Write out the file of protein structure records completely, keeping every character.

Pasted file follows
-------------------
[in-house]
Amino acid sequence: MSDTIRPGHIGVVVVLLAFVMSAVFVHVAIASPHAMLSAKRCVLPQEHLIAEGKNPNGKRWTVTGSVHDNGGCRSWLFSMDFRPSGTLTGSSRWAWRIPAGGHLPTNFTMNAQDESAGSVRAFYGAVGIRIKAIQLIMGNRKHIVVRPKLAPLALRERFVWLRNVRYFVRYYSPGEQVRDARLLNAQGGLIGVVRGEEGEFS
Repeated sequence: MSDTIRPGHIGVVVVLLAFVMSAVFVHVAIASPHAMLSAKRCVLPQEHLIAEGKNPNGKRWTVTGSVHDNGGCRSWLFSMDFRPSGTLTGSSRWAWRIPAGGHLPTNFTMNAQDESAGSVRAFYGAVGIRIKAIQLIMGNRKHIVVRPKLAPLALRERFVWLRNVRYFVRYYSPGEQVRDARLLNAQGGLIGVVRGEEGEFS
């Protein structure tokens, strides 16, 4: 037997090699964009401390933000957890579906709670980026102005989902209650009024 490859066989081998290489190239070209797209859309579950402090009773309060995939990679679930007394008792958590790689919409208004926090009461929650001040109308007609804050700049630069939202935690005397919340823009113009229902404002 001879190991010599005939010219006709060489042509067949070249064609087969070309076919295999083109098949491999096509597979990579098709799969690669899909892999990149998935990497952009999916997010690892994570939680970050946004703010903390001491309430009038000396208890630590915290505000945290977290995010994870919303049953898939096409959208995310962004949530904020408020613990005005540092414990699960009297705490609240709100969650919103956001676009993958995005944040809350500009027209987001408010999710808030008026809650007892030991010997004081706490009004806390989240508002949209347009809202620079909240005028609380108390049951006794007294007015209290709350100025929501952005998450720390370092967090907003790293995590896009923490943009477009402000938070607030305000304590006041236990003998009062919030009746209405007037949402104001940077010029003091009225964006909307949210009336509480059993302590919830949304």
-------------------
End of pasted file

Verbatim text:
[in-house]
Amino acid sequence: MSDTIRPGHIGVVVVLLAFVMSAVFVHVAIASPHAMLSAKRCVLPQEHLIAEGKNPNGKRWTVTGSVHDNGGCRSWLFSMDFRPSGTLTGSSRWAWRIPAGGHLPTNFTMNAQDESAGSVRAFYGAVGIRIKAIQLIMGNRKHIVVRPKLAPLALRERFVWLRNVRYFVRYYSPGEQVRDARLLNAQGGLIGVVRGEEGEFS
Repeated sequence: MSDTIRPGHIGVVVVLLAFVMSAVFVHVAIASPHAMLSAKRCVLPQEHLIAEGKNPNGKRWTVTGSVHDNGGCRSWLFSMDFRPSGTLTGSSRWAWRIPAGGHLPTNFTMNAQDESAGSVRAFYGAVGIRIKAIQLIMGNRKHIVVRPKLAPLALRERFVWLRNVRYFVRYYSPGEQVRDARLLNAQGGLIGVVRGEEGEFS
């Protein structure tokens, strides 16, 4: 037997090699964009401390933000957890579906709670980026102005989902209650009024 490859066989081998290489190239070209797209859309579950402090009773309060995939990679679930007394008792958590790689919409208004926090009461929650001040109308007609804050700049630069939202935690005397919340823009113009229902404002 001879190991010599005939010219006709060489042509067949070249064609087969070309076919295999083109098949491999096509597979990579098709799969690669899909892999990149998935990497952009999916997010690892994570939680970050946004703010903390001491309430009038000396208890630590915290505000945290977290995010994870919303049953898939096409959208995310962004949530904020408020613990005005540092414990699960009297705490609240709100969650919103956001676009993958995005944040809350500009027209987001408010999710808030008026809650007892030991010997004081706490009004806390989240508002949209347009809202620079909240005028609380108390049951006794007294007015209290709350100025929501952005998450720390370092967090907003790293995590896009923490943009477009402000938070607030305000304590006041236990003998009062919030009746209405007037949402104001940077010029003091009225964006909307949210009336509480059993302590919830949304």